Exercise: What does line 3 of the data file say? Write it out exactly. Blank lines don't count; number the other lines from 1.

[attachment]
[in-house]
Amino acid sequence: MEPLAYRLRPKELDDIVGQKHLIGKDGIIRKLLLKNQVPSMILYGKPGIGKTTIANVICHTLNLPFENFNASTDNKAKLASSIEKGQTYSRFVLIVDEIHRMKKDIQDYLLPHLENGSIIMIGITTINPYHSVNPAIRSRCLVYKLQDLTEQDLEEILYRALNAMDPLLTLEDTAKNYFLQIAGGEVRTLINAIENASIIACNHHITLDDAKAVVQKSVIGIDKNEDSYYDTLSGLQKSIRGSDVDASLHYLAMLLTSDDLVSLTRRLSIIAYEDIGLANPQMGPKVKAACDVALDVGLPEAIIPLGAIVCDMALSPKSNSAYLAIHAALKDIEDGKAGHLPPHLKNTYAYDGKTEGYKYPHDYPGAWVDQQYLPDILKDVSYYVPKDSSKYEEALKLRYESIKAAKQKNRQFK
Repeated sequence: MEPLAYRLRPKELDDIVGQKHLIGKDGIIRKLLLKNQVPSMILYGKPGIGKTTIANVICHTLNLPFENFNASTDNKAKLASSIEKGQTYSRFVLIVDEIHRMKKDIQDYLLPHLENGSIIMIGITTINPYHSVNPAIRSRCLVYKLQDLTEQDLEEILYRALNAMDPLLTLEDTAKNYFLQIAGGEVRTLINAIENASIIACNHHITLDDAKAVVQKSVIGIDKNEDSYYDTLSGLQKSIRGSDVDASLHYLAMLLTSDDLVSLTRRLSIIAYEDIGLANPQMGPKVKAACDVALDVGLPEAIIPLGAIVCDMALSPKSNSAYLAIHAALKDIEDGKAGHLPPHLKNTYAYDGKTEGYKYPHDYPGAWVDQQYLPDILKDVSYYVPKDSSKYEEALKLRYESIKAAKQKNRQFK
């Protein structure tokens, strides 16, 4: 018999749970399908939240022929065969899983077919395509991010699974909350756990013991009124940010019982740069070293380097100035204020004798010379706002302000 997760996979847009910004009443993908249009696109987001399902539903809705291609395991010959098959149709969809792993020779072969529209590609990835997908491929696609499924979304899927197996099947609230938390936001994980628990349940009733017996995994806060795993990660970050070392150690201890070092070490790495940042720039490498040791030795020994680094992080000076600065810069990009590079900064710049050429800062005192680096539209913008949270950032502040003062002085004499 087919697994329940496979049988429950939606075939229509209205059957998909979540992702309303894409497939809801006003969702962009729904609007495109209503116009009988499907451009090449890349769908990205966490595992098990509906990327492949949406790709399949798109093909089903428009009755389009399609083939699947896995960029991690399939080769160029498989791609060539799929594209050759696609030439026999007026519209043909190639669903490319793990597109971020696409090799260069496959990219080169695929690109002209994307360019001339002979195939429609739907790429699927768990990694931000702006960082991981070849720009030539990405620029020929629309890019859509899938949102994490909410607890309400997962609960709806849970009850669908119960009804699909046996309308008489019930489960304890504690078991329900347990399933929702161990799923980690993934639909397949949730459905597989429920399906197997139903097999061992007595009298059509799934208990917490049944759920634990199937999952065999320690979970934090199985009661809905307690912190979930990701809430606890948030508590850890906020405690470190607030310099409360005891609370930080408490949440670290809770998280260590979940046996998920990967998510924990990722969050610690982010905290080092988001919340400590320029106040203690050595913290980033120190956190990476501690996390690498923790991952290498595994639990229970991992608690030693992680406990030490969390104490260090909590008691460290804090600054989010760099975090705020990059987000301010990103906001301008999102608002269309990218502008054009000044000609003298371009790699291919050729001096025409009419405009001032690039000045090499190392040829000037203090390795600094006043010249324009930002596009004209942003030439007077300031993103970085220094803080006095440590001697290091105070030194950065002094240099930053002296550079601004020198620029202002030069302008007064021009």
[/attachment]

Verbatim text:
Repeated sequence: MEPLAYRLRPKELDDIVGQKHLIGKDGIIRKLLLKNQVPSMILYGKPGIGKTTIANVICHTLNLPFENFNASTDNKAKLASSIEKGQTYSRFVLIVDEIHRMKKDIQDYLLPHLENGSIIMIGITTINPYHSVNPAIRSRCLVYKLQDLTEQDLEEILYRALNAMDPLLTLEDTAKNYFLQIAGGEVRTLINAIENASIIACNHHITLDDAKAVVQKSVIGIDKNEDSYYDTLSGLQKSIRGSDVDASLHYLAMLLTSDDLVSLTRRLSIIAYEDIGLANPQMGPKVKAACDVALDVGLPEAIIPLGAIVCDMALSPKSNSAYLAIHAALKDIEDGKAGHLPPHLKNTYAYDGKTEGYKYPHDYPGAWVDQQYLPDILKDVSYYVPKDSSKYEEALKLRYESIKAAKQKNRQFK